Over the years, my relationship with weeds has slowly transitioned from a power-over battle (which, organic and under equipped, I verged on losing) to a strange kind of partnership. Slowly, over the last six years, the back garden has transitioned from a 30 x 50 foot weed farm to a lush edible landscape. And still, the weeds crop up: bits of Johnsongrass and bermuda, lambsquarters seeds still coming up from the crop I planted six years ago, sprawling low ground covers that try to blend in with the St. John's wort, and the beautiful but deadly bindweed (as well as the 'volunteers' that crop up everywhere, which may or may not be allowed to stay).
If I can be permitted some idealism, the weeds are trying to teach me something. They have some specific outputs and functions. And the more I can slow down, partner with the weeds, and understand those outputs, the quicker they move on their way.
So, what are those weeds trying to remind me?
Everything has a function. Mostly, those weeds have been trying to cover patches of bare soil. They've done their weedy best to protect that soil from wind and rain damage, and from running off. If I want the weeds to go away, I will need to do something to replace their function - with mulch, deliberate ground covers and denser plantings.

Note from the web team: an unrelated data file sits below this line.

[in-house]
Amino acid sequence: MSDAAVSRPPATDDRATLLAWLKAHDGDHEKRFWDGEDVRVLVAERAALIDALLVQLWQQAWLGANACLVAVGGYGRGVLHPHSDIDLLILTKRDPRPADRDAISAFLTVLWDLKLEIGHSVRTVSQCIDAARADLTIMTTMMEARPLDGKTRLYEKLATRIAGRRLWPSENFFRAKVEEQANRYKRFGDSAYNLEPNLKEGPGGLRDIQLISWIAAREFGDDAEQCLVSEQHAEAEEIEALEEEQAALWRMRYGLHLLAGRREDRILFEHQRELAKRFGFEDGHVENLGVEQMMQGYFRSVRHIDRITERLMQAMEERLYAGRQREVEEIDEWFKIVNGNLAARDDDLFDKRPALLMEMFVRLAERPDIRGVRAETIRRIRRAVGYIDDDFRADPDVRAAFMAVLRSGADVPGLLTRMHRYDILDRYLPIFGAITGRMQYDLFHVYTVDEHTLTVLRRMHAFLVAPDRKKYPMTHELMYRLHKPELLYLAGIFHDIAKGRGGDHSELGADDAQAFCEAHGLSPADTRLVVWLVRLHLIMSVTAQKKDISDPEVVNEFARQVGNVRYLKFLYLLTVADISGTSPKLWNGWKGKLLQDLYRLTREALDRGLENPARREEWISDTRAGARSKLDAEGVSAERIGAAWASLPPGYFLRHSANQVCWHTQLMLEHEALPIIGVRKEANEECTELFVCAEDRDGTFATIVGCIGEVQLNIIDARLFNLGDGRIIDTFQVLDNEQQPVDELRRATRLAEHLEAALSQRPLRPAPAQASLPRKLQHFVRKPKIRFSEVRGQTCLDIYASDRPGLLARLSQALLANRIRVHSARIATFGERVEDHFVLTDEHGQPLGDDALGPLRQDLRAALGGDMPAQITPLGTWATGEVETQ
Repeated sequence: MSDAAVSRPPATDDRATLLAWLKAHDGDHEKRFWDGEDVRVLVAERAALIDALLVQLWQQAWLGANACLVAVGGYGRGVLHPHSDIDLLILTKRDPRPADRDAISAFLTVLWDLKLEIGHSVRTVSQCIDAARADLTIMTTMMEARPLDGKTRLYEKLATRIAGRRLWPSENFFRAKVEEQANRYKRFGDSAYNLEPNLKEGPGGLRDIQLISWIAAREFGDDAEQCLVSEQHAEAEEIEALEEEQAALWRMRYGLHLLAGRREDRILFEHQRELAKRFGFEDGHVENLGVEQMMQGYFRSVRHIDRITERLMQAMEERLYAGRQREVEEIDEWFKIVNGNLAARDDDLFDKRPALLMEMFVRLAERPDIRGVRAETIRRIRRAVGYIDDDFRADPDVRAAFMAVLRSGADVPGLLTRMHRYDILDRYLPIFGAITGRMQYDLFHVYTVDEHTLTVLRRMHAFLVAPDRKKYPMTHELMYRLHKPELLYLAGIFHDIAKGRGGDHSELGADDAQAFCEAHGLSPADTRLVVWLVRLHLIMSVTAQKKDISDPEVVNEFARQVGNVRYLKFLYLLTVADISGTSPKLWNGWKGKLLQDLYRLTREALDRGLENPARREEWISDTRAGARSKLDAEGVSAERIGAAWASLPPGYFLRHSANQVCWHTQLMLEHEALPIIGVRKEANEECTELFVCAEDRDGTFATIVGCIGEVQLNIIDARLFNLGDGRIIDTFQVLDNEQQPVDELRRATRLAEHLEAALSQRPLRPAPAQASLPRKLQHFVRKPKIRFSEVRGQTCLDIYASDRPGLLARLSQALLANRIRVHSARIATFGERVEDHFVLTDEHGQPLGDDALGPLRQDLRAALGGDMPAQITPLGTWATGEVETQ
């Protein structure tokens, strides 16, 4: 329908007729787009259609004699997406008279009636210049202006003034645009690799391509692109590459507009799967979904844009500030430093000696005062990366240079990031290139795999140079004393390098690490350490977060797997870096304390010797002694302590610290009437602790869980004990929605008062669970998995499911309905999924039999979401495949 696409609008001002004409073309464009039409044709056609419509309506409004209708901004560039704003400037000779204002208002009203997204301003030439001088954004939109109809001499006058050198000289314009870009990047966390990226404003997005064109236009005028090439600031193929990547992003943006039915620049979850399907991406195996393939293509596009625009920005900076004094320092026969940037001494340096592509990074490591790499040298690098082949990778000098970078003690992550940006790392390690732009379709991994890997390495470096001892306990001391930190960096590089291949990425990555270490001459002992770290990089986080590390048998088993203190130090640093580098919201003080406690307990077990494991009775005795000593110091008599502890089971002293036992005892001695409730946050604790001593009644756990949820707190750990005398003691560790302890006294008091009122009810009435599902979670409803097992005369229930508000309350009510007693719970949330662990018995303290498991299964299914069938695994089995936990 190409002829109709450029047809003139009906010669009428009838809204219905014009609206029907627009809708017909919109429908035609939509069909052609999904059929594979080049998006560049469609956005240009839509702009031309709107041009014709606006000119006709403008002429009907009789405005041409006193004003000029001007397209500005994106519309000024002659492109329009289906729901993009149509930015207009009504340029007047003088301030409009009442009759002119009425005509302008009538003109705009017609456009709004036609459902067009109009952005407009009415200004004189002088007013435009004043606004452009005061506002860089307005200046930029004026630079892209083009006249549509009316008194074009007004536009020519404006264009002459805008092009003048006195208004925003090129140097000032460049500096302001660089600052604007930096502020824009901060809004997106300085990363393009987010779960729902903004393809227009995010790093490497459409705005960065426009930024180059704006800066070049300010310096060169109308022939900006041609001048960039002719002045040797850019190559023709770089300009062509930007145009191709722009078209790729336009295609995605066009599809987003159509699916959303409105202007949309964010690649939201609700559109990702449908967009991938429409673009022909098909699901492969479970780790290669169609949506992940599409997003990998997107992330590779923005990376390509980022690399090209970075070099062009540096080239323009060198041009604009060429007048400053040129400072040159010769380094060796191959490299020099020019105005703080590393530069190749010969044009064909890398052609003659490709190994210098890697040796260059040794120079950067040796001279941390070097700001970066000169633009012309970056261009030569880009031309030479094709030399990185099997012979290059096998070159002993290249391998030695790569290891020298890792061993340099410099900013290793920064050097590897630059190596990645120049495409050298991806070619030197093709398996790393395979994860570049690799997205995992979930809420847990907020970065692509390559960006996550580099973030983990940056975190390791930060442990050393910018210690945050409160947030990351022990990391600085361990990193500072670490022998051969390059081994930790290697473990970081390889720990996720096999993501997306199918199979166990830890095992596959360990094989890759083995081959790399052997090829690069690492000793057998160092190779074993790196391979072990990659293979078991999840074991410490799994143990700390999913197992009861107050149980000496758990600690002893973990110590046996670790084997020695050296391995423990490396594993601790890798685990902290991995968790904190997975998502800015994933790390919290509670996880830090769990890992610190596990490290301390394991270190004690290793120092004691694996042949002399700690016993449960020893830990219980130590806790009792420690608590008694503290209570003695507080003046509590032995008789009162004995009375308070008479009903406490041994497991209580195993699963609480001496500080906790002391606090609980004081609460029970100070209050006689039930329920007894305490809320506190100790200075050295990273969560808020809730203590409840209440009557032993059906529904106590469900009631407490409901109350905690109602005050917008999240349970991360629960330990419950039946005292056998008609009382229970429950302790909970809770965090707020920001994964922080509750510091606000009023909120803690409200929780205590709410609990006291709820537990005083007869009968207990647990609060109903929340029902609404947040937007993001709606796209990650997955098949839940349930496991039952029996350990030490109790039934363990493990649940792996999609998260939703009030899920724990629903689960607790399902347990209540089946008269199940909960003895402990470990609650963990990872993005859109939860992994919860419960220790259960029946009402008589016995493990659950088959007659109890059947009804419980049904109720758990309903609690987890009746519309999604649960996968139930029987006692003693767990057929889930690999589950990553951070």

Observe and verify. Specific weeds can serve as diagnostic tools - teaching me more about my soil than any test kit. Looking at just a few of my weeds:
- Bindweed indicates heavy soils - and also tells me that its kissing cousin morning glory might do well in these same soils.
- Purslane indicates poor, compacted soils - and does well in drought conditions
- Dallisgrass loves heavy, clay soils while Johnsongrass indicates richer soils - which makes complete sense with how it mostly volunteers where the silt collects from water erosion
- Spotted spurge establishes ground cover where there is none, and begins to create inconformities in the soil
So, I have a pattern. Stuff that thrives in - and presumably wants to break up - heavy soils, some of which indicates relative patterns of richer versus poorer soils which I can use to my advantage when planning for intentional plants in those areas. Obtain a yield. Okay, so there's a lot to learn from these weeds. All well and good. But ultimately, I still want to be rid of them. That's where obtaining a yield comes in. Assuming I either catch them before they go to seed, or have a good hot compost pile, all those weeds are food for the compost bin. (Nom, nom, nom.) Among other brown materials, I compost a fair amount of paper - and all that paper needs a balance of green materials in order to heat up and break down. In come the weeds - suddenly my most valuable crop! In go the dallisgrass, the spurges, the extra bits of purslane! In go the little dandelions and volunteer mallows and lambsquarters! In go the horehound that's gotten a bit too rampant! And you, little baby weeds! And so it goes, in a flurry of compost harvest until . . . I suddenly find that I've harvested almost every weed, and need to look for plant trimmings to fill in the rest of the pile's needs. And almost, just a little bit, wish I had more to work with.